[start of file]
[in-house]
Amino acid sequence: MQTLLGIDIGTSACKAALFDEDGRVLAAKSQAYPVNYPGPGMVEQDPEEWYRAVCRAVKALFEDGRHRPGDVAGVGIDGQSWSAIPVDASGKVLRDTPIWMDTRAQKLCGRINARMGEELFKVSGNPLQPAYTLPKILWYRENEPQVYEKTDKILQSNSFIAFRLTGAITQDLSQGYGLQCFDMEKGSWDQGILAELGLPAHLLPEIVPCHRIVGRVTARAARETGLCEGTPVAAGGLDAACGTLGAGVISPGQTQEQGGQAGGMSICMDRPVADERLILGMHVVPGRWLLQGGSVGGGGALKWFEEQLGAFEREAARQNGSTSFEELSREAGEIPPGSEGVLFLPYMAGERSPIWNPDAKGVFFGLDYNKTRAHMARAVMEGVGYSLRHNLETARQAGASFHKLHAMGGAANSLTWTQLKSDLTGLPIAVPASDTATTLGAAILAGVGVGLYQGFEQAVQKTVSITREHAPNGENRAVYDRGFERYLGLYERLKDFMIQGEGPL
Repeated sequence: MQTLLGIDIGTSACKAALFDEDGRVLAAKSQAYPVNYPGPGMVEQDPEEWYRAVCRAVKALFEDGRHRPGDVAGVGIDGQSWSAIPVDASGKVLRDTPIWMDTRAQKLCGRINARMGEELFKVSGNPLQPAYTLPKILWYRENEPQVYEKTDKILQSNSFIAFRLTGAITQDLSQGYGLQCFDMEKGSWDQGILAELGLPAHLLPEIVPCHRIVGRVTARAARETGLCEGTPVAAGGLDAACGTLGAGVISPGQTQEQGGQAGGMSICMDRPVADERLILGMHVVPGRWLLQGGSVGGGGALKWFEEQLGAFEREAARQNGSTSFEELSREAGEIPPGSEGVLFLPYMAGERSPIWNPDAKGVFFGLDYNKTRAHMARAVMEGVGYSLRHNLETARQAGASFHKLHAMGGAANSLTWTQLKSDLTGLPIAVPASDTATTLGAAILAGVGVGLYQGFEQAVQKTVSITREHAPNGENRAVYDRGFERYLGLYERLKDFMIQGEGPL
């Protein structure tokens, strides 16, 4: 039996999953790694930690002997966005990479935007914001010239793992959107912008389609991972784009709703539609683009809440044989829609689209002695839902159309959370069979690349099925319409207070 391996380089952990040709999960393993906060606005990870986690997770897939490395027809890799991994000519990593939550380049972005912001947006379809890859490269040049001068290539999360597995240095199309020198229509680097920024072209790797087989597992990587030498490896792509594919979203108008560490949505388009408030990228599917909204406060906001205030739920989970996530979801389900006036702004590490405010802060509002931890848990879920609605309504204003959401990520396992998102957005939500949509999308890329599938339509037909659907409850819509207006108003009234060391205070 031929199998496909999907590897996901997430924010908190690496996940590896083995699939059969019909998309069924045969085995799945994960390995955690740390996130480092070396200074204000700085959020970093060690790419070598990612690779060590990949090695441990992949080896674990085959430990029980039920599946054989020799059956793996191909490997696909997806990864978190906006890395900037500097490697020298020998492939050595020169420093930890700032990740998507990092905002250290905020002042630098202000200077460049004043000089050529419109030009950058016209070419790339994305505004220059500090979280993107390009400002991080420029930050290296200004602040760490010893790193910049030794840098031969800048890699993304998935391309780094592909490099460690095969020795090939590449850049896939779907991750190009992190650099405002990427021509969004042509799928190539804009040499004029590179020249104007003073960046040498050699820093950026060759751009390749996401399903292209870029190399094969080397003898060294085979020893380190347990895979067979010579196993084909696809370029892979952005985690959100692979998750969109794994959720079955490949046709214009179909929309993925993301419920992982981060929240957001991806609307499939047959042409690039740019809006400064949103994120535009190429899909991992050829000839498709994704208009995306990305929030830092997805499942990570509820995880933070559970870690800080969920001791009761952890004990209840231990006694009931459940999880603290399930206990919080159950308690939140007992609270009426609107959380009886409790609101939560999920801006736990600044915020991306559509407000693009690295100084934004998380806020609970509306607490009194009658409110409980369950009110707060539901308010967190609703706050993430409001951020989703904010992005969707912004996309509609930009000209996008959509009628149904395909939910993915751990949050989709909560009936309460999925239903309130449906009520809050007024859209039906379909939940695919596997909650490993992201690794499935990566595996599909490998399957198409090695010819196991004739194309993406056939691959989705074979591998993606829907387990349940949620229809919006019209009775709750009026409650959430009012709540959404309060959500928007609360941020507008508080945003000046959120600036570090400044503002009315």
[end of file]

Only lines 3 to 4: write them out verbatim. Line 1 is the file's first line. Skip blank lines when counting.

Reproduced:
Repeated sequence: MQTLLGIDIGTSACKAALFDEDGRVLAAKSQAYPVNYPGPGMVEQDPEEWYRAVCRAVKALFEDGRHRPGDVAGVGIDGQSWSAIPVDASGKVLRDTPIWMDTRAQKLCGRINARMGEELFKVSGNPLQPAYTLPKILWYRENEPQVYEKTDKILQSNSFIAFRLTGAITQDLSQGYGLQCFDMEKGSWDQGILAELGLPAHLLPEIVPCHRIVGRVTARAARETGLCEGTPVAAGGLDAACGTLGAGVISPGQTQEQGGQAGGMSICMDRPVADERLILGMHVVPGRWLLQGGSVGGGGALKWFEEQLGAFEREAARQNGSTSFEELSREAGEIPPGSEGVLFLPYMAGERSPIWNPDAKGVFFGLDYNKTRAHMARAVMEGVGYSLRHNLETARQAGASFHKLHAMGGAANSLTWTQLKSDLTGLPIAVPASDTATTLGAAILAGVGVGLYQGFEQAVQKTVSITREHAPNGENRAVYDRGFERYLGLYERLKDFMIQGEGPL
């Protein structure tokens, strides 16, 4: 039996999953790694930690002997966005990479935007914001010239793992959107912008389609991972784009709703539609683009809440044989829609689209002695839902159309959370069979690349099925319409207070 391996380089952990040709999960393993906060606005990870986690997770897939490395027809890799991994000519990593939550380049972005912001947006379809890859490269040049001068290539999360597995240095199309020198229509680097920024072209790797087989597992990587030498490896792509594919979203108008560490949505388009408030990228599917909204406060906001205030739920989970996530979801389900006036702004590490405010802060509002931890848990879920609605309504204003959401990520396992998102957005939500949509999308890329599938339509037909659907409850819509207006108003009234060391205070 031929199998496909999907590897996901997430924010908190690496996940590896083995699939059969019909998309069924045969085995799945994960390995955690740390996130480092070396200074204000700085959020970093060690790419070598990612690779060590990949090695441990992949080896674990085959430990029980039920599946054989020799059956793996191909490997696909997806990864978190906006890395900037500097490697020298020998492939050595020169420093930890700032990740998507990092905002250290905020002042630098202000200077460049004043000089050529419109030009950058016209070419790339994305505004220059500090979280993107390009400002991080420029930050290296200004602040760490010893790193910049030794840098031969800048890699993304998935391309780094592909490099460690095969020795090939590449850049896939779907991750190009992190650099405002990427021509969004042509799928190539804009040499004029590179020249104007003073960046040498050699820093950026060759751009390749996401399903292209870029190399094969080397003898060294085979020893380190347990895979067979010579196993084909696809370029892979952005985690959100692979998750969109794994959720079955490949046709214009179909929309993925993301419920992982981060929240957001991806609307499939047959042409690039740019809006400064949103994120535009190429899909991992050829000839498709994704208009995306990305929030830092997805499942990570509820995880933070559970870690800080969920001791009761952890004990209840231990006694009931459940999880603290399930206990919080159950308690939140007992609270009426609107959380009886409790609101939560999920801006736990600044915020991306559509407000693009690295100084934004998380806020609970509306607490009194009658409110409980369950009110707060539901308010967190609703706050993430409001951020989703904010992005969707912004996309509609930009000209996008959509009628149904395909939910993915751990949050989709909560009936309460999925239903309130449906009520809050007024859209039906379909939940695919596997909650490993992201690794499935990566595996599909490998399957198409090695010819196991004739194309993406056939691959989705074979591998993606829907387990349940949620229809919006019209009775709750009026409650959430009012709540959404309060959500928007609360941020507008508080945003000046959120600036570090400044503002009315």